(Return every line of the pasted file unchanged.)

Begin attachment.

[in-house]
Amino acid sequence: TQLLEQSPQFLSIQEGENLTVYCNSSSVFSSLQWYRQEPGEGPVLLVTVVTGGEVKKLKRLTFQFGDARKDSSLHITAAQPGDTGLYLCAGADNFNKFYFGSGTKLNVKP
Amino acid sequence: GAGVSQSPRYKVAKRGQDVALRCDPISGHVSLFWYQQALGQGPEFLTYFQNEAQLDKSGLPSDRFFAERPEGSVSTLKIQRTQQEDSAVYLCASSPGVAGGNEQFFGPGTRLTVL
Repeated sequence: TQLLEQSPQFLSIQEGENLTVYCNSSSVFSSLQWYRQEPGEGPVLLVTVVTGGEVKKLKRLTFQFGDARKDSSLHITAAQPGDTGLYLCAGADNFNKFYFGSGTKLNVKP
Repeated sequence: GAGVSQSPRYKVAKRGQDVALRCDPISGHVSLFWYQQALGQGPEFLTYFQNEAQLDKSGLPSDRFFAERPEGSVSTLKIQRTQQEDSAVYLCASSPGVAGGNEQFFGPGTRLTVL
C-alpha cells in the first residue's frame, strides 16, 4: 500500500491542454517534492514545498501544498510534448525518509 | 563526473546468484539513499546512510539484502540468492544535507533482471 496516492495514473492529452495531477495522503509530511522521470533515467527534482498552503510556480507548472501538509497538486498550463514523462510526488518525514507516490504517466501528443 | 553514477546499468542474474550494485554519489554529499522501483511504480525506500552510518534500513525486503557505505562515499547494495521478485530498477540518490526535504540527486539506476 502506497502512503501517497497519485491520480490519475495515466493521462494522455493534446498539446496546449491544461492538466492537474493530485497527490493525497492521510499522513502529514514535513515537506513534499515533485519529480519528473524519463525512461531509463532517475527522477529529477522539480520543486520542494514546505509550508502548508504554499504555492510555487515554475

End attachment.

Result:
[in-house]
Amino acid sequence: TQLLEQSPQFLSIQEGENLTVYCNSSSVFSSLQWYRQEPGEGPVLLVTVVTGGEVKKLKRLTFQFGDARKDSSLHITAAQPGDTGLYLCAGADNFNKFYFGSGTKLNVKP
Amino acid sequence: GAGVSQSPRYKVAKRGQDVALRCDPISGHVSLFWYQQALGQGPEFLTYFQNEAQLDKSGLPSDRFFAERPEGSVSTLKIQRTQQEDSAVYLCASSPGVAGGNEQFFGPGTRLTVL
Repeated sequence: TQLLEQSPQFLSIQEGENLTVYCNSSSVFSSLQWYRQEPGEGPVLLVTVVTGGEVKKLKRLTFQFGDARKDSSLHITAAQPGDTGLYLCAGADNFNKFYFGSGTKLNVKP
Repeated sequence: GAGVSQSPRYKVAKRGQDVALRCDPISGHVSLFWYQQALGQGPEFLTYFQNEAQLDKSGLPSDRFFAERPEGSVSTLKIQRTQQEDSAVYLCASSPGVAGGNEQFFGPGTRLTVL
C-alpha cells in the first residue's frame, strides 16, 4: 500500500491542454517534492514545498501544498510534448525518509 | 563526473546468484539513499546512510539484502540468492544535507533482471 496516492495514473492529452495531477495522503509530511522521470533515467527534482498552503510556480507548472501538509497538486498550463514523462510526488518525514507516490504517466501528443 | 553514477546499468542474474550494485554519489554529499522501483511504480525506500552510518534500513525486503557505505562515499547494495521478485530498477540518490526535504540527486539506476 502506497502512503501517497497519485491520480490519475495515466493521462494522455493534446498539446496546449491544461492538466492537474493530485497527490493525497492521510499522513502529514514535513515537506513534499515533485519529480519528473524519463525512461531509463532517475527522477529529477522539480520543486520542494514546505509550508502548508504554499504555492510555487515554475